Youth Violence Reality Check: The Problem's Not as Big as it Seems Violence is a never-ending problem that our society has battled with since the beginning of time. To most people, the most ridiculous and most noticeable violence is adolescent crime. While these crimes committed by children and adolescents fascinate the public and generate a great deal of media attention, youth violence is actually less serious than reported. Fifteen people are dead, twenty-three wounded in the worst school massacre in history. The two gunmen were dead at Columbine High in a small town Littleton, Denver (Colorado).

Suspects were "fascinated with W. W. II and the Nazis." April 20, 1999 Hitler's Birthday. (qt d. in Devitt) The story flashes across the television screen, floating from state to state, country to country, giving society the accusing, misinterpreted view of today's "violent youths." Media reports debated for days about the problem of increasing teenage violence. Most reports exaggerated that the public was unsafe by youth "lawlessness" (Schwartz, Wendy).

"Youth violence is not as pervasive as is feared" (Schwartz, Wendy). The media also tends to point out the fact that adolescents have increased the dangerous use of weapons. P. A.

Strasburg states realistically, juvenile violence is considerably less serious in the aggregate than violence by adults" (qt d. in Schwartz, Ira 52). The output of the media goes straight to the public, giving society as a whole the same misperception as the media. "Parents are a lot more concerned for their kids nowadays even though their kids are in a more stable environment than the parents themselves were as children" (Schwartz, Ira 53).

Stability through technology and general better living have given children more security. America's adolescents are not as violent and unlawful as the public thinks (Devitt). Researchers have been finding out that both the media and the public have been exaggerating the severity of increasing youth violence (Miller 45). According to P. A.

Strasburg, "juveniles use fewer weapons and less deadly weapons and inflict less injury and financial loss on their victims then they have in the past" (qt d. in Schwartz 52). Researchers also discovered that "there have never been any self-contained dramatic increases of violent juvenile crime which did not parallel increases in adult crime" (Miller 45). Certainly from time to time, there are strange rises in violent crime (45).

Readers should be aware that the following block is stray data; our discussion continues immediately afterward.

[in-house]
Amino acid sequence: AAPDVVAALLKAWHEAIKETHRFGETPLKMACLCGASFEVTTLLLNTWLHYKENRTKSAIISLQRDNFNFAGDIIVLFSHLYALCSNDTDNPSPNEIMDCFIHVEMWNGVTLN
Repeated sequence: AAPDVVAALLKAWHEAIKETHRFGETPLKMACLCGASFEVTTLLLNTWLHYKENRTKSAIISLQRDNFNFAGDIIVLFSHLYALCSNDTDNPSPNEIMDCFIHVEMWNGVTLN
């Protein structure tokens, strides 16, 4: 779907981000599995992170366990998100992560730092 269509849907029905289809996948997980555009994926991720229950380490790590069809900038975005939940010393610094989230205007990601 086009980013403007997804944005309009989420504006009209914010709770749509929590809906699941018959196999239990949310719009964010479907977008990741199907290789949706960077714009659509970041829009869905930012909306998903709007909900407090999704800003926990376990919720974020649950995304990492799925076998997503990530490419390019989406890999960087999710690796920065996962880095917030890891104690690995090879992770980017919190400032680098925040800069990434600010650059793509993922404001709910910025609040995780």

But one of the main reasons is because of the number of adolescents in the population (45). The total youth population has increased by almost double the total from 1956 (45). Besides population, parents are involved in provoking youth violence too. According to last year's study in California, "of seventy-two youths charged with murder, more than one-third had parents with alcohol and drug abuse problems and all of them had parents who were divorced" (Murphy 62). Adult crime has quite a bit of influence on the "United States' unlawful youth" (Miller 44). The United States has always had a higher crime rate than other western countries which rises and falls in youth violence in the same pattern as adult crime (44).

These crimes are becoming more and more violent with the adult use of firearms. In 1997, seventy-seven percent of all adult homicides were caused by firearms (Devitt). Children notice this firearm fact and attempt to imitate. According to the author Dean Murphy, "many children who kill have learned about violence by watching their parents, aunts, uncles, and siblings" (Murphy 63). Since theses children are imitating the adult violence, fluctuation in crimes is also a huge factor. America's murder rate was higher in the 1930 s and 1940 s than in the 1960 s (Miller 45).